Buying Guide to Flat Panel TVs

If you’re looking to lose your bulky family room TV set and replace it with a slim-bodied and modern-looking flat panel, you’re going to make quite the investment. Yes, these new sets are pricey, but bring added benefits.

Here’s the big picture: Flat panel TVs come in two varieties: plasma and LCD (Liquid Crystal Displays). The difference is in how they signal a picture to appear on your screen. Both are a good choice, but knowing your needs will help you narrow down which type of TV is right for you.

A plasma screen TV will digitally shine fluorescent lights onto the front panel to make moving images. This television set is essentially a monitor that requires an additional device, called an external TV tuner, to be capable of displaying broadcast or cable signals. The pros of plasma are: they are very high-definition, they are available in very wide screen sizes, and they can rest on a TV stand or mounted, either on a wall or ceiling. Plasma TVs are also very slim at just a few inches thick, giving them a light-weight body.

There are some drawbacks to buying a plasma screen TV, however-namely the high price. You’re not likely to find a good sale, and prices will continue to stay high for the next couple years. Plasma screens also are only available in sizes 37-inches and larger. And though these sets begin with very high-definition pictures, they are also ask risk to show a decrease in picture detail in a little over a year from the time of purchase. Burn-in is another risk; displaying a paused screenshot over a long period of time can actually damage these screens. In short, higher priced plasma TVs can run you as much as $20,000, so it’s important to do as much research and price-shopping before you stand in front of the electronics salesperson with a perfectly trained and convincing sales pitch.

LCD panels, on the other hand, are made similarly to the screens on laptop computers. Because of the way they are made, these TVs can come even thinner (2 inches thick) than plasmas, making them lighter and even more conducive to wall-mounting. You can likely get a better deal on an LCD, with retail prices dropping over the last year. Also, the longevity of these TVs makes for a sound investment-you can watch one for several years without notice any decrease in picture excellence. They also have less of a potential for screen burn-in.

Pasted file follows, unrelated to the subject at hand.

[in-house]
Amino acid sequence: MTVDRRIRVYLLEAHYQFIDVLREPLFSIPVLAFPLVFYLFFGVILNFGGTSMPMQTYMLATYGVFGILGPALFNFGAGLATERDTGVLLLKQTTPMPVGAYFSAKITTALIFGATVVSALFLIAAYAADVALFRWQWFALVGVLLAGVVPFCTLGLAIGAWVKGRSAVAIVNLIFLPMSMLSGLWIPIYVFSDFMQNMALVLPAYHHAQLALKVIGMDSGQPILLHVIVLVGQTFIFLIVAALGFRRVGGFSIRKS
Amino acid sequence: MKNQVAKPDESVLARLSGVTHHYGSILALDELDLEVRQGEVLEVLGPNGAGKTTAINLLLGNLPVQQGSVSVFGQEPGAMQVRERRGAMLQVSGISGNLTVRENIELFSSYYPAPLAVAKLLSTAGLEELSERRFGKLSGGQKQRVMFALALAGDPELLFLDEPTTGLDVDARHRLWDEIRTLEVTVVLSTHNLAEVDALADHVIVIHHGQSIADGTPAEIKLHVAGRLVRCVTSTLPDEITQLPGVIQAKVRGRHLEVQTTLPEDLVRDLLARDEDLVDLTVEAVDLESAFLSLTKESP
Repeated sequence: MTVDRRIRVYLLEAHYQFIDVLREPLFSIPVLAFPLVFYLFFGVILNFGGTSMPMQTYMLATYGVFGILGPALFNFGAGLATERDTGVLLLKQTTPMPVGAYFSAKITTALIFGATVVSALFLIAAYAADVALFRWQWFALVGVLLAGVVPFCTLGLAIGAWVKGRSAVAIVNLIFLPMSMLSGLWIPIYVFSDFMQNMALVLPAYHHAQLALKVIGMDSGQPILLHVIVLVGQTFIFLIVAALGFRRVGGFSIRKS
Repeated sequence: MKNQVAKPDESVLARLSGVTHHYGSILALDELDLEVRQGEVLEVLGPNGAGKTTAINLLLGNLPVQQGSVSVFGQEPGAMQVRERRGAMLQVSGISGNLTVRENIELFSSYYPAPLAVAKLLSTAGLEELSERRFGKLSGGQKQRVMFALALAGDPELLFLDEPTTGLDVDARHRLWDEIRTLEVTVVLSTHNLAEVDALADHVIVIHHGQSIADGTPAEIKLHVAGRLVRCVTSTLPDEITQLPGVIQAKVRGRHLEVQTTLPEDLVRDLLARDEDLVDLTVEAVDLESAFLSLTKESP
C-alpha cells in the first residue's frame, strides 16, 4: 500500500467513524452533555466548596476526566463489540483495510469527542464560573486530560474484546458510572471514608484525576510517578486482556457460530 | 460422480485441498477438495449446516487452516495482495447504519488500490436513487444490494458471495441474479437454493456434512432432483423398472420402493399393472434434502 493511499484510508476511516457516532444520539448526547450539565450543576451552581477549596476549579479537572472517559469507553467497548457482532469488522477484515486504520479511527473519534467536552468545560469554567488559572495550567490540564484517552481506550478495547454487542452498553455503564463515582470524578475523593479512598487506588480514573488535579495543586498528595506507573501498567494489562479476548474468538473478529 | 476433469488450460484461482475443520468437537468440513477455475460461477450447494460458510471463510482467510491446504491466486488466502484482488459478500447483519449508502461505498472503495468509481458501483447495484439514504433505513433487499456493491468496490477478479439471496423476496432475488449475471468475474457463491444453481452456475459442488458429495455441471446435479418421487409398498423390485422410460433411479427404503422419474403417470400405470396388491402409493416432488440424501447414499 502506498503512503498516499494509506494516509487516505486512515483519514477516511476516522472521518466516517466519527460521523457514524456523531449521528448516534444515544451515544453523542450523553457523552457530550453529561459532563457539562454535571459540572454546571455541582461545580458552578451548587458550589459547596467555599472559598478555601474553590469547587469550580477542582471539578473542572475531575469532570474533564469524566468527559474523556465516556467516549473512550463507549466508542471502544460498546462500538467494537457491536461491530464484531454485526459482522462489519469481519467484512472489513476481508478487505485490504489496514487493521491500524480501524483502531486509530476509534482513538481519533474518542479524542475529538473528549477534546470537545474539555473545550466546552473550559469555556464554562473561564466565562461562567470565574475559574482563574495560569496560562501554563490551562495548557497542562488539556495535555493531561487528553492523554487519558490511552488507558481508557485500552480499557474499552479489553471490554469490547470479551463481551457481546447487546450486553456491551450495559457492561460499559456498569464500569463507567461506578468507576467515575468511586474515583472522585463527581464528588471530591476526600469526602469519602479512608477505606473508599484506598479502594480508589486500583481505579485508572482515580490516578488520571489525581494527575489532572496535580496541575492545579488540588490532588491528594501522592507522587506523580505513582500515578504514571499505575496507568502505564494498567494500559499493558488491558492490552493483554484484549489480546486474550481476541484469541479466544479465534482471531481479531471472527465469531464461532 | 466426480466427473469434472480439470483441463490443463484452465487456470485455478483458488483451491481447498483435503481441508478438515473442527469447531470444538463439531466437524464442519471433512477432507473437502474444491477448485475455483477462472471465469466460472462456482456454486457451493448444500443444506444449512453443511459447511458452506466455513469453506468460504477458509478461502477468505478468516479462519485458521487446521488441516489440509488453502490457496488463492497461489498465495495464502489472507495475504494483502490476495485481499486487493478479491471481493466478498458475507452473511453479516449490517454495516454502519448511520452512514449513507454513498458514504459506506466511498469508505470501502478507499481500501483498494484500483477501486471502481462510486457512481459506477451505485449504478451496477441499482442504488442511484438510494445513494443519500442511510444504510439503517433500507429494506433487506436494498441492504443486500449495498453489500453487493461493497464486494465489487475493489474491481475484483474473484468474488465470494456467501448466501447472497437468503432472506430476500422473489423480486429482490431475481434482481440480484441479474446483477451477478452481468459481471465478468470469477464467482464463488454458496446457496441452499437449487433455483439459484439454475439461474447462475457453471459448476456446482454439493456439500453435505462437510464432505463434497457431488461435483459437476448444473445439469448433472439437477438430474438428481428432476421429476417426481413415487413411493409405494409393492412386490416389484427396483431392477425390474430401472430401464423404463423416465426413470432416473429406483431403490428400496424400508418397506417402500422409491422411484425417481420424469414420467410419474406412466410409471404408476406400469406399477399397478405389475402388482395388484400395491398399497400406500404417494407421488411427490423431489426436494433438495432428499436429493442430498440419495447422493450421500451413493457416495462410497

The major downfall of the LCD flat panel TV? They mostly come in small packages. A forty-inch screen may be plenty of television for most people, but you’d be hard-pressed to find any larger sets in LCD form. If you want to go larger than 40 inches, a plasma flat panel is going to be a better bet.

Both plasma and LCD TVs share another benefit-immunity to magnetic distortion caused by home audio systems. Magnetized charges in speakers can interfere with signals received by traditional TVs. But plasmas and LCDs are not effected in the same way, and they will not show strange discolorations on screen.

Flat panels are highly advanced, but they still cannot compare to the technology of the finest picture created by today’s best bulky tube TVs. And they are going to cost you much, much more than a tube TV of the same screen size-so make sure that you really want to convenience of a flat-panel before rushing out to purchase one. There is a great price you pay for the modern, trendy look of flat panels, and a talented salesperson may try to trick you into thinking that the benefits of owning one are greater than they really are.

However, if you are an early-adopter of technology, and flat is the look you are going for, you can surely find an LCD or plasma TV that will be right for you.

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